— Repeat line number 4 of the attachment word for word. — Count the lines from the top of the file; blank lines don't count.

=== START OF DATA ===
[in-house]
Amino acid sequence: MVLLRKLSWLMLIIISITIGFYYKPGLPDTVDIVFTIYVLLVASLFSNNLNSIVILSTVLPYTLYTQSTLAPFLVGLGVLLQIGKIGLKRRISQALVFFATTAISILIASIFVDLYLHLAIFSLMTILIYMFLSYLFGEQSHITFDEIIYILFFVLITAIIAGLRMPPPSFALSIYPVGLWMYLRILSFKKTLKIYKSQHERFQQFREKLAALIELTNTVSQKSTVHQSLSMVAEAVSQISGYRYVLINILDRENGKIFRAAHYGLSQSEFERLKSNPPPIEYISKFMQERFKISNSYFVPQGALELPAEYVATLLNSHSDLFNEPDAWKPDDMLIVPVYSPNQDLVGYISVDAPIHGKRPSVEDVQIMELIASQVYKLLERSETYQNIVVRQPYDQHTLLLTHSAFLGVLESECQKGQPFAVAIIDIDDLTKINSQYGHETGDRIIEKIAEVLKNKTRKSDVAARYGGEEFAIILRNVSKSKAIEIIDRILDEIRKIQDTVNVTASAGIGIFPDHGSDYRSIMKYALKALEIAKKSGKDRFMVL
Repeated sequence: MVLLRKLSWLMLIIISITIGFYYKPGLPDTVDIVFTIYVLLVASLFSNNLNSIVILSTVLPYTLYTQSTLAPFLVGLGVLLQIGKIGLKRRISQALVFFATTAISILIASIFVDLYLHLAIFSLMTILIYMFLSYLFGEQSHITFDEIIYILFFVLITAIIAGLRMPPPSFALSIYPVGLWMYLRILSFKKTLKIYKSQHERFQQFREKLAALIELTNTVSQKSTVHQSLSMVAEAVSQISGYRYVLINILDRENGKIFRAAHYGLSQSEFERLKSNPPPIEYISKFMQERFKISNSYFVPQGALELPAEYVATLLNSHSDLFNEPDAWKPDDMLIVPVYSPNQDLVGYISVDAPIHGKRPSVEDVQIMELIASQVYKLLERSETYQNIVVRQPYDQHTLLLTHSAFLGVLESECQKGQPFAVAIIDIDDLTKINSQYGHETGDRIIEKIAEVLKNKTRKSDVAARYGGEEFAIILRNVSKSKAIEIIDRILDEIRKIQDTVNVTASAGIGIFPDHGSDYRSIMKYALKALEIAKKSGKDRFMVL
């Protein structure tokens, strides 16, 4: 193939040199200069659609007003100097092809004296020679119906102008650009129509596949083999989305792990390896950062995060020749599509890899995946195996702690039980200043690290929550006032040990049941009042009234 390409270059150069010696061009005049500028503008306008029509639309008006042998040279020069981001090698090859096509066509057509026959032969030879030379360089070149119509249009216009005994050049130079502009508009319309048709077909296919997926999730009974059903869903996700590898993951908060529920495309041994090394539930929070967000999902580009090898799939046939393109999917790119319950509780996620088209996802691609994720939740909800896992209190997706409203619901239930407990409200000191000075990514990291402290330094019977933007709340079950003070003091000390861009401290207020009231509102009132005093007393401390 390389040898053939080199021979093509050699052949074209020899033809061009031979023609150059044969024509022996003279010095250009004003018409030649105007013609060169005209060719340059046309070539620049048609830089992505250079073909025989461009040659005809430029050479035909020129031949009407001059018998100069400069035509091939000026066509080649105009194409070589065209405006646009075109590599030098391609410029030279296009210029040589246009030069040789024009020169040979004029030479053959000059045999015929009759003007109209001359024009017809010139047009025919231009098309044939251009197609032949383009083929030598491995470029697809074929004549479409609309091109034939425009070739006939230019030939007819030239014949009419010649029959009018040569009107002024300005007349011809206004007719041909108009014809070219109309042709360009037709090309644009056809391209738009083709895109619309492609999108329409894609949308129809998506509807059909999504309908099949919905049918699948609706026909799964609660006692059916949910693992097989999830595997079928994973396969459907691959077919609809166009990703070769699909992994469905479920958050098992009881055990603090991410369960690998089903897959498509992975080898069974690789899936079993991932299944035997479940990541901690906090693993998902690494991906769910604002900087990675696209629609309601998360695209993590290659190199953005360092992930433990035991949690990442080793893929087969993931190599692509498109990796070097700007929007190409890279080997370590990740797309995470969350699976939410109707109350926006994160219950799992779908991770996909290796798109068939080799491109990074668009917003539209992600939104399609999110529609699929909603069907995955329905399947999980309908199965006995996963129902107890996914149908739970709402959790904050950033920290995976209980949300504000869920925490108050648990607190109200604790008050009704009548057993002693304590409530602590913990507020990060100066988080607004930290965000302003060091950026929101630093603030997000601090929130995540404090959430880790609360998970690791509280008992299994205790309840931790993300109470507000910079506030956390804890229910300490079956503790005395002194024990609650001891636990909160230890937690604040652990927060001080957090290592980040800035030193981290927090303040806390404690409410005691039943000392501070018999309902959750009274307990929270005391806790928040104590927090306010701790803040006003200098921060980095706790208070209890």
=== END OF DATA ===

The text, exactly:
């Protein structure tokens, strides 16, 4: 193939040199200069659609007003100097092809004296020679119906102008650009129509596949083999989305792990390896950062995060020749599509890899995946195996702690039980200043690290929550006032040990049941009042009234 390409270059150069010696061009005049500028503008306008029509639309008006042998040279020069981001090698090859096509066509057509026959032969030879030379360089070149119509249009216009005994050049130079502009508009319309048709077909296919997926999730009974059903869903996700590898993951908060529920495309041994090394539930929070967000999902580009090898799939046939393109999917790119319950509780996620088209996802691609994720939740909800896992209190997706409203619901239930407990409200000191000075990514990291402290330094019977933007709340079950003070003091000390861009401290207020009231509102009132005093007393401390 390389040898053939080199021979093509050699052949074209020899033809061009031979023609150059044969024509022996003279010095250009004003018409030649105007013609060169005209060719340059046309070539620049048609830089992505250079073909025989461009040659005809430029050479035909020129031949009407001059018998100069400069035509091939000026066509080649105009194409070589065209405006646009075109590599030098391609410029030279296009210029040589246009030069040789024009020169040979004029030479053959000059045999015929009759003007109209001359024009017809010139047009025919231009098309044939251009197609032949383009083929030598491995470029697809074929004549479409609309091109034939425009070739006939230019030939007819030239014949009419010649029959009018040569009107002024300005007349011809206004007719041909108009014809070219109309042709360009037709090309644009056809391209738009083709895109619309492609999108329409894609949308129809998506509807059909999504309908099949919905049918699948609706026909799964609660006692059916949910693992097989999830595997079928994973396969459907691959077919609809166009990703070769699909992994469905479920958050098992009881055990603090991410369960690998089903897959498509992975080898069974690789899936079993991932299944035997479940990541901690906090693993998902690494991906769910604002900087990675696209629609309601998360695209993590290659190199953005360092992930433990035991949690990442080793893929087969993931190599692509498109990796070097700007929007190409890279080997370590990740797309995470969350699976939410109707109350926006994160219950799992779908991770996909290796798109068939080799491109990074668009917003539209992600939104399609999110529609699929909603069907995955329905399947999980309908199965006995996963129902107890996914149908739970709402959790904050950033920290995976209980949300504000869920925490108050648990607190109200604790008050009704009548057993002693304590409530602590913990507020990060100066988080607004930290965000302003060091950026929101630093603030997000601090929130995540404090959430880790609360998970690791509280008992299994205790309840931790993300109470507000910079506030956390804890229910300490079956503790005395002194024990609650001891636990909160230890937690604040652990927060001080957090290592980040800035030193981290927090303040806390404690409410005691039943000392501070018999309902959750009274307990929270005391806790928040104590927090306010701790803040006003200098921060980095706790208070209890």